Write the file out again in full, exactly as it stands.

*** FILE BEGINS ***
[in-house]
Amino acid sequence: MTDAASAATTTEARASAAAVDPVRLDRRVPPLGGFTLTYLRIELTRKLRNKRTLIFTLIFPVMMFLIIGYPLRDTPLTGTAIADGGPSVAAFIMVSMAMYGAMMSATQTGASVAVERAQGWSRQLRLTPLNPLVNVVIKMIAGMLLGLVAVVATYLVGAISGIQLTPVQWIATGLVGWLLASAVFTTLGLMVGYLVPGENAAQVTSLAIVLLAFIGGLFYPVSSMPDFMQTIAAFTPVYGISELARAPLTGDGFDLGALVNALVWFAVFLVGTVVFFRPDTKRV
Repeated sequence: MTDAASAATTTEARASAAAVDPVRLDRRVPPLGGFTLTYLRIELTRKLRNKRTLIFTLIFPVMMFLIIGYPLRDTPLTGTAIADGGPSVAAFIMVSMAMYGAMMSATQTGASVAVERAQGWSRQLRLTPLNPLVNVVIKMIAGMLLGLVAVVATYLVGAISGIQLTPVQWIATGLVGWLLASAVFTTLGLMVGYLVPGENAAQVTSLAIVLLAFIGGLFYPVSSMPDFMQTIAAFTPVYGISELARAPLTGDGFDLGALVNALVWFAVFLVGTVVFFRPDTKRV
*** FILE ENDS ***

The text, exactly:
[in-house]
Amino acid sequence: MTDAASAATTTEARASAAAVDPVRLDRRVPPLGGFTLTYLRIELTRKLRNKRTLIFTLIFPVMMFLIIGYPLRDTPLTGTAIADGGPSVAAFIMVSMAMYGAMMSATQTGASVAVERAQGWSRQLRLTPLNPLVNVVIKMIAGMLLGLVAVVATYLVGAISGIQLTPVQWIATGLVGWLLASAVFTTLGLMVGYLVPGENAAQVTSLAIVLLAFIGGLFYPVSSMPDFMQTIAAFTPVYGISELARAPLTGDGFDLGALVNALVWFAVFLVGTVVFFRPDTKRV
Repeated sequence: MTDAASAATTTEARASAAAVDPVRLDRRVPPLGGFTLTYLRIELTRKLRNKRTLIFTLIFPVMMFLIIGYPLRDTPLTGTAIADGGPSVAAFIMVSMAMYGAMMSATQTGASVAVERAQGWSRQLRLTPLNPLVNVVIKMIAGMLLGLVAVVATYLVGAISGIQLTPVQWIATGLVGWLLASAVFTTLGLMVGYLVPGENAAQVTSLAIVLLAFIGGLFYPVSSMPDFMQTIAAFTPVYGISELARAPLTGDGFDLGALVNALVWFAVFLVGTVVFFRPDTKRV